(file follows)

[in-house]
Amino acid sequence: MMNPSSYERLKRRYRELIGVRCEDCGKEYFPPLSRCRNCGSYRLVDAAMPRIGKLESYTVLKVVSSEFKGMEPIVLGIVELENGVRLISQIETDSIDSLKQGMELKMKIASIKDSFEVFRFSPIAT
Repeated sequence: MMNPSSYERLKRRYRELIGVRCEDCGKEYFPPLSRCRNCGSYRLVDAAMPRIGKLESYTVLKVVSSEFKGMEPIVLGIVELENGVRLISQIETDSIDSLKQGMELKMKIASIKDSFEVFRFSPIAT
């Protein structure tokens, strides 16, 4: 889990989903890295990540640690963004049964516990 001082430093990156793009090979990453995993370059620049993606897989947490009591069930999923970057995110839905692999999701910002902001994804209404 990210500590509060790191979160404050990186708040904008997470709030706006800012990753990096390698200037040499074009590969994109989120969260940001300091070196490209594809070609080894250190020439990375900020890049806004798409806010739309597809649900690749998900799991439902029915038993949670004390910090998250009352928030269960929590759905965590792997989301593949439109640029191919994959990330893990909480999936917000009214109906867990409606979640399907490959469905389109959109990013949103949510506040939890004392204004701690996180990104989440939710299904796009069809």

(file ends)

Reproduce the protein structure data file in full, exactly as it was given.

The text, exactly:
[in-house]
Amino acid sequence: MMNPSSYERLKRRYRELIGVRCEDCGKEYFPPLSRCRNCGSYRLVDAAMPRIGKLESYTVLKVVSSEFKGMEPIVLGIVELENGVRLISQIETDSIDSLKQGMELKMKIASIKDSFEVFRFSPIAT
Repeated sequence: MMNPSSYERLKRRYRELIGVRCEDCGKEYFPPLSRCRNCGSYRLVDAAMPRIGKLESYTVLKVVSSEFKGMEPIVLGIVELENGVRLISQIETDSIDSLKQGMELKMKIASIKDSFEVFRFSPIAT
């Protein structure tokens, strides 16, 4: 889990989903890295990540640690963004049964516990 001082430093990156793009090979990453995993370059620049993606897989947490009591069930999923970057995110839905692999999701910002902001994804209404 990210500590509060790191979160404050990186708040904008997470709030706006800012990753990096390698200037040499074009590969994109989120969260940001300091070196490209594809070609080894250190020439990375900020890049806004798409806010739309597809649900690749998900799991439902029915038993949670004390910090998250009352928030269960929590759905965590792997989301593949439109640029191919994959990330893990909480999936917000009214109906867990409606979640399907490959469905389109959109990013949103949510506040939890004392204004701690996180990104989440939710299904796009069809």